Our specialist areas
Our specialist areas
Targets the teaching of attention, communication and social interaction skills
Focuses on building functional social communication, understanding and spontaneous communication
Uses the power of shared good times for building engaged learning and trusting relationships where interaction, communication and learning can flourish
Delivers activities that inspire attention and motivate communication
An established curriculum created by Occupational Therapist Leah Kuypers
Aims to teach students to identify their feelings and internal state, and to become more independent with self-regulation
Teaches tools (strategies) to use to support regulation
Supports students to understand how their behaviour could impact others
Engineer. The Engineer holds the instructions and is responsible for leeting the Supplier know which bricks are required and telling the Builder how to assemble them.
Supplier. The Supplier holds the bricks and is responsible for listening to the instructions given by the Engineer to find the correct LEGO ® piece, and giving these pieces to the Builder.
Builder. The Builder is responsible for assembling the model with the pieces they receive from the Supplier by following instructions provided by the Engineer.
Offers a variety of unique social inclusion experiences and provides opportunities to work on social skills, outside of the usual learning environment, and often within the wider community.
Opportunities to work on conversation skills, positive interactions with unfamiliar people, forming and expressing opinions, listening, tolerating and working with others, and generalising skills in new environments.
Developing empathy and Theory of Mind.
Targets the teaching of conversation and listening skills
Focuses on topic maintenance, listening to responses and asking follow up questions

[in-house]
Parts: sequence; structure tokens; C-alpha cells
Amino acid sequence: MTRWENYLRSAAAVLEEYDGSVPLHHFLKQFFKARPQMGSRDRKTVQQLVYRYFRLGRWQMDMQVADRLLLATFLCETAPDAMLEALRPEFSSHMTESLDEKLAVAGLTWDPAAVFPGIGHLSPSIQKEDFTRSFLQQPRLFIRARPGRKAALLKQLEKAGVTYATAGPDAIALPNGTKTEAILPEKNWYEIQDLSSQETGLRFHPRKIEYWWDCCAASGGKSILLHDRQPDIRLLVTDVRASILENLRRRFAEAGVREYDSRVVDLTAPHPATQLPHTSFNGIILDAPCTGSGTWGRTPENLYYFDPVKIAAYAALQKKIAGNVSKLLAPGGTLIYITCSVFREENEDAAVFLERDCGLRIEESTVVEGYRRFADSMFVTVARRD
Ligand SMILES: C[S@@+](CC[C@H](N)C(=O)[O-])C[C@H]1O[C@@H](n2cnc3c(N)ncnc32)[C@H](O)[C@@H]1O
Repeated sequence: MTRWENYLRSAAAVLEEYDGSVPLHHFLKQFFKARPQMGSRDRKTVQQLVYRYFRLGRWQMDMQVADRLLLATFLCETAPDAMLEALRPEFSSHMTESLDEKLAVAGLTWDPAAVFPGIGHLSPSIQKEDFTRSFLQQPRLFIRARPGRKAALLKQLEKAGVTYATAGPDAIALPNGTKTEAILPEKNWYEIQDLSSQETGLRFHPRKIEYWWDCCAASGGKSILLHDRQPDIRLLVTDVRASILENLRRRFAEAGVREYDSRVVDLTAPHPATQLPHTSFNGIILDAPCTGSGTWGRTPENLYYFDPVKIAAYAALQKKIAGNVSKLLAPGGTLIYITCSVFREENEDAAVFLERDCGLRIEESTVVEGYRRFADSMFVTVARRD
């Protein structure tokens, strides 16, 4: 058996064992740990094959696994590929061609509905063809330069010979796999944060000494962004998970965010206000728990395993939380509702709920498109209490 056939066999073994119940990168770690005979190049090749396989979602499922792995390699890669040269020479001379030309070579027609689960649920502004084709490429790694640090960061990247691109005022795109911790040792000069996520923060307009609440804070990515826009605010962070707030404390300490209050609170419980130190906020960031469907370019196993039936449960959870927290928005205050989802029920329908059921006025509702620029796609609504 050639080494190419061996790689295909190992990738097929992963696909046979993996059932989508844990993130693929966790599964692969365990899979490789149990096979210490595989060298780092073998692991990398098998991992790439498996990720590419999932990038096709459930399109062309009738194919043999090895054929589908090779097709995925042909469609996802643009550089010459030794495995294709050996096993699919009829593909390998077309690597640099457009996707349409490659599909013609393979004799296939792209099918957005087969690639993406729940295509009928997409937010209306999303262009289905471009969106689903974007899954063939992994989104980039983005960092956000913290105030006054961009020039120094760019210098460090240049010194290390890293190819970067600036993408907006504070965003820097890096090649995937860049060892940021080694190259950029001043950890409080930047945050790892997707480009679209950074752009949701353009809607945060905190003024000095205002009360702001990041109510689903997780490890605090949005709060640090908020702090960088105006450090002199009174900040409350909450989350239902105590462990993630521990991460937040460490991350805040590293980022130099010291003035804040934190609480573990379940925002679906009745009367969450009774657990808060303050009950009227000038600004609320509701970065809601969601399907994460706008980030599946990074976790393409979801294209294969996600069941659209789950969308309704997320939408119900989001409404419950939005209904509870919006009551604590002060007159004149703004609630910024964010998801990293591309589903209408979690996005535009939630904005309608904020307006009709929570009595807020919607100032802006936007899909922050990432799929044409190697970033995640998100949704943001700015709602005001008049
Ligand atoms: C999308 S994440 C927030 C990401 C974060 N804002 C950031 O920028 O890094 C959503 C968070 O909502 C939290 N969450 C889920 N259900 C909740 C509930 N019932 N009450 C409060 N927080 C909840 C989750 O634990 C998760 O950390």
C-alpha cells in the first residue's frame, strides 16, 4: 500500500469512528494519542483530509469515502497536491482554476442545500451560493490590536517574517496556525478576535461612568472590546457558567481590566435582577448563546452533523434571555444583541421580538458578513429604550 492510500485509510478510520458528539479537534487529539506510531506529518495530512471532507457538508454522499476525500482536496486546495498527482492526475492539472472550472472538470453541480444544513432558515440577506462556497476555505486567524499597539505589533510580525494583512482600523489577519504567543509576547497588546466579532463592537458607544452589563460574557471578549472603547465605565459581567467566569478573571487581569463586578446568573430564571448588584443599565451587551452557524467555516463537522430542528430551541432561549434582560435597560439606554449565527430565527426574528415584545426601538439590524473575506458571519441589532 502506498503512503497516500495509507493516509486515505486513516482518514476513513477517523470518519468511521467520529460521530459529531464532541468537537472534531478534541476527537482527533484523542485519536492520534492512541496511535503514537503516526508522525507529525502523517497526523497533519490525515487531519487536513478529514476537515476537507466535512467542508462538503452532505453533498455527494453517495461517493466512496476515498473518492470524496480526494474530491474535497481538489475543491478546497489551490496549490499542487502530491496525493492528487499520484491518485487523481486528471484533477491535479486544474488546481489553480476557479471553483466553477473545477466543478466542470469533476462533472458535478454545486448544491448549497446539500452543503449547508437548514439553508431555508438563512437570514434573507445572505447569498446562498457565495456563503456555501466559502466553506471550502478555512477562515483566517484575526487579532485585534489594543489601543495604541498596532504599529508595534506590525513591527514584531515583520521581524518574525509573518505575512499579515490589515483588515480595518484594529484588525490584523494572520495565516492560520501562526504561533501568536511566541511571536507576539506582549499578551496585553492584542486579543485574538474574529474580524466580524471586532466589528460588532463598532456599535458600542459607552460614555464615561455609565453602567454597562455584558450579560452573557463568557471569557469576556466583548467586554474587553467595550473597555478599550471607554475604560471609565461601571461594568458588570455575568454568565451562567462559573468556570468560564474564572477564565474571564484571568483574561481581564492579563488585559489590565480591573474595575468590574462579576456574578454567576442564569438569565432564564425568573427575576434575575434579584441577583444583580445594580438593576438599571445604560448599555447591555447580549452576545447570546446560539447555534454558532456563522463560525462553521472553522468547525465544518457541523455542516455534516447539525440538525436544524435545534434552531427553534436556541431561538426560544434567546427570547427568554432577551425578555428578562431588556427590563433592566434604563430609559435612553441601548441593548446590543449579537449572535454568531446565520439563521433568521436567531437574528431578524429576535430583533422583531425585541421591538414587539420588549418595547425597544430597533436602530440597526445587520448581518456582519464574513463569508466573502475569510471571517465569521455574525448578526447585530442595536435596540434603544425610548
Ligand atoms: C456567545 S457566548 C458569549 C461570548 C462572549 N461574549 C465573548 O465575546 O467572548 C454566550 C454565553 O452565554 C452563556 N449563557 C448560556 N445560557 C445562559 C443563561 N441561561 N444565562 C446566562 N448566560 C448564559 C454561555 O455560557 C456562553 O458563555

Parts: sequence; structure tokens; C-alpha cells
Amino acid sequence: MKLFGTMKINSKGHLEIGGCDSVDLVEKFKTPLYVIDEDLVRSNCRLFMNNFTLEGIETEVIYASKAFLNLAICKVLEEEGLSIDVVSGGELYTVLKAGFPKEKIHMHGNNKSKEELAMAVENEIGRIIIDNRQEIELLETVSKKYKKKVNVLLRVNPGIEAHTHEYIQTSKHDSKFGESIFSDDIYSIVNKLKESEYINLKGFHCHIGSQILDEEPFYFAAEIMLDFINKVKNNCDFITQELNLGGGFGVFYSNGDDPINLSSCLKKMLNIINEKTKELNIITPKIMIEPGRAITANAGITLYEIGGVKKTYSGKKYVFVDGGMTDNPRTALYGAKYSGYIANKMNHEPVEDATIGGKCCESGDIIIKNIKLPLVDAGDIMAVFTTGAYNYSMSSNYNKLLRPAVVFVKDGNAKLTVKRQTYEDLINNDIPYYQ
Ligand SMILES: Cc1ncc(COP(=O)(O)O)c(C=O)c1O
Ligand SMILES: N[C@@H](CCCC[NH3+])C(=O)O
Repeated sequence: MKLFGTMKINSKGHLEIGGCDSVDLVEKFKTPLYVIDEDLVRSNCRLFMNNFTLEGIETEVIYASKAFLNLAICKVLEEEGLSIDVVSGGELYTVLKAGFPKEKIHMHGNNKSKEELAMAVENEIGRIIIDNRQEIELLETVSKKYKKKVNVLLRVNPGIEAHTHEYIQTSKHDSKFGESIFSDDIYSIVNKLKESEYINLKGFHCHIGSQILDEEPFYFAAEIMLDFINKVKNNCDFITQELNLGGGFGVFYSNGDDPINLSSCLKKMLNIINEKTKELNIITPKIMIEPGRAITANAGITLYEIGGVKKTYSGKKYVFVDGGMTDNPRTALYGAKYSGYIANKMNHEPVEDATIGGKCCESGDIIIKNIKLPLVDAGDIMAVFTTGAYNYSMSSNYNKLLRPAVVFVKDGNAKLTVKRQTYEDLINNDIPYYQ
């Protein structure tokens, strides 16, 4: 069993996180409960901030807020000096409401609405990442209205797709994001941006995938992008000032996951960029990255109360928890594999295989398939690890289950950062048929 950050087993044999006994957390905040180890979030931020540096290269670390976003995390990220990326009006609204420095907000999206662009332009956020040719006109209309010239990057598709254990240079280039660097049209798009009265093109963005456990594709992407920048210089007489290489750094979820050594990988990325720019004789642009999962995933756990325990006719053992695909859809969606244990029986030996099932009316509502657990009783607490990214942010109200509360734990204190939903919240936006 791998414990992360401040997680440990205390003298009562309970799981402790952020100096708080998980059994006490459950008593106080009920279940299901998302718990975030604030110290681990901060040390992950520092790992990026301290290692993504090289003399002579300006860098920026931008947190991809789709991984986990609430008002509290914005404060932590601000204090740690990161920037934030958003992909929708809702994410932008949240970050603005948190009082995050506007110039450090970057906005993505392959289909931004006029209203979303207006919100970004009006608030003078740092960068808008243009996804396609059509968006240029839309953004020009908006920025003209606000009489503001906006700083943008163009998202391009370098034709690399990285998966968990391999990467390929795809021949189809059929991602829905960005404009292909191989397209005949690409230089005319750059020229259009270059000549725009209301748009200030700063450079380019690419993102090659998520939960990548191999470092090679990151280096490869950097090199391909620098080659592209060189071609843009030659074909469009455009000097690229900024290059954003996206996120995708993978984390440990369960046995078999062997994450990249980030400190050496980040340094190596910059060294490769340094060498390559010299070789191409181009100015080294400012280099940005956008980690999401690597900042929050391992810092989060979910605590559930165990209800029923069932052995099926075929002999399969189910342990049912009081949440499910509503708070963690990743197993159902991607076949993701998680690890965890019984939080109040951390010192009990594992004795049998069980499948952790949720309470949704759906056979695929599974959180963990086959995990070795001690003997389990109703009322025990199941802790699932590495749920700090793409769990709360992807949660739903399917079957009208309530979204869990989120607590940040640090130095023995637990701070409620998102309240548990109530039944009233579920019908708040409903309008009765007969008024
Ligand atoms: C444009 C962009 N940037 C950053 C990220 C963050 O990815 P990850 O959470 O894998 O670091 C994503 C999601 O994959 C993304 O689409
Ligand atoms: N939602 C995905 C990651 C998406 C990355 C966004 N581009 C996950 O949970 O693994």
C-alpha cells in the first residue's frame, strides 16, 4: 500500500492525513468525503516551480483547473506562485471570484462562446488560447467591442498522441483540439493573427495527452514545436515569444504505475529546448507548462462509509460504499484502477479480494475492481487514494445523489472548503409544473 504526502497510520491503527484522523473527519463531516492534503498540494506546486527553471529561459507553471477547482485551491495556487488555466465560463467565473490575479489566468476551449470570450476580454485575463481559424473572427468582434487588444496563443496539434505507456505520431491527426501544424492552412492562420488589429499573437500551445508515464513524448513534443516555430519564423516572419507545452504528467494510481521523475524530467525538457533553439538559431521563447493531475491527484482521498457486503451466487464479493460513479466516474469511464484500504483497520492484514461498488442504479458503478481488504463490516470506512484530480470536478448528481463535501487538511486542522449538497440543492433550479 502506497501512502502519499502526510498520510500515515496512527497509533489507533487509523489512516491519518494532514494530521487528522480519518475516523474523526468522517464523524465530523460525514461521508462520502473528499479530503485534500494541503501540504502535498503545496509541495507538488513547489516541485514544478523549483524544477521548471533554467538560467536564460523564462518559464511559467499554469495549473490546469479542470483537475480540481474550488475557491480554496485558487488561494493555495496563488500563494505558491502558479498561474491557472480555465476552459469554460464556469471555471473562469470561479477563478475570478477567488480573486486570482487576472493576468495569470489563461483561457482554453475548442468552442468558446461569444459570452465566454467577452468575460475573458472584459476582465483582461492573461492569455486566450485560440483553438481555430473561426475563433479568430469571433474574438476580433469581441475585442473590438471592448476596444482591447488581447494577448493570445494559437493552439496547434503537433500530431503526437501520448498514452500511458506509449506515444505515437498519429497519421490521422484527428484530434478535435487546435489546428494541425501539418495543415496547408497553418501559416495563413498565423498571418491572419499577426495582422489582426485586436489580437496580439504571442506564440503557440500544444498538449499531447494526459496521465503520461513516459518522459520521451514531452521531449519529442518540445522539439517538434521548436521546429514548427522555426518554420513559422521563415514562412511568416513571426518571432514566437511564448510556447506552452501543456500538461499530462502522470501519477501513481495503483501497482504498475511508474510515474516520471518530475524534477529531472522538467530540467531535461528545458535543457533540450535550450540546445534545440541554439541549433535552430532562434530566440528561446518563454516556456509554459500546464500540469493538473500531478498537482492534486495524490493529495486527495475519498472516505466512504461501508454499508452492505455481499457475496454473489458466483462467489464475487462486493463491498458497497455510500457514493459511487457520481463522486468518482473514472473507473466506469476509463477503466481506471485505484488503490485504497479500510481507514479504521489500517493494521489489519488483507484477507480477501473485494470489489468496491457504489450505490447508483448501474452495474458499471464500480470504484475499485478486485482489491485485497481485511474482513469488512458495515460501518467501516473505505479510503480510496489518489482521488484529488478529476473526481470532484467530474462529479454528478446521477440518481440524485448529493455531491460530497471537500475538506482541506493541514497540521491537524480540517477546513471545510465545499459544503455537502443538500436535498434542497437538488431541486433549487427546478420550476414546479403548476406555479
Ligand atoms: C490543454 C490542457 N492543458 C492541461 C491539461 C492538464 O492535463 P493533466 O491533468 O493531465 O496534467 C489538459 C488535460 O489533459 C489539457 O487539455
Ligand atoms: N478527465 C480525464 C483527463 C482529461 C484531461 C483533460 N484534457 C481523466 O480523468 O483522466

Goals include conversation initiation and topic selection, gaining attention appropriately and repairing breakdowns in communication
Music Therapy at Wargrave House is commissioned from Nordoff-Robbins who employ highly skilled Music Therapists who are experienced with working with a range of children and adults including those who have ASD and associated anxiety and stress. Our Music Therapist is expertly trained to tune into each movement, reaction and expression of the individuals she works with to discover how music can enrich their lives. This could be to communicate where words have failed, to socially connect with peers, staff and friends, and to build confidence and self-esteem.
While other forms of music therapy may involve playing music, we make music, together. This could be through improvisation, making use of music people already know, creating new music together, or working towards some kind of performance.
Rebound Therapy is a fun and interactive activity that can not only influence a person’s physical function but also participation, communication and sensory system. These benefits can be enhanced by using games that incorporate activities such as counting, teamwork, silly sounds, finding specific colour flash cards, identification of images or colours.
The benefits of Rebound Therapy have been likened to those found in hippo therapy, it provides a weightless environment and as well as three dimensional movement. This challenges the body in a multitude of ways for a variety of benefits including the development of:
What is narrative therapy?
When we talk about ‘narrative’, we are referring to the ability to tell a story or series of events with precision and clarity. For younger children this will happen verbally, but it also transfers to written work for older children. This is a very complex skill that requires remembering what happened, getting all the parts in the correct order, picking out the key information, finding and using the correct words in sentences and remembering grammar rules!
Why is it important?
We expect children to use narrative skills everyday. Remember it doesn’t just mean telling a story. When you ask your child what they did at school that day or when a teacher asks a child to explain what happened on the playground – these require good narrative ability. As children get older and have to logically order their work, make arguments, use paragraphs – these all require narrative skills.
We also see a knock-on impact on children’s literacy skills. They may have difficulty decoding and understanding the meaning of text. They may find it hard to make inferences and predict what is going to happen. In their written work they may have difficulties using more complex grammar and conveying their ideas.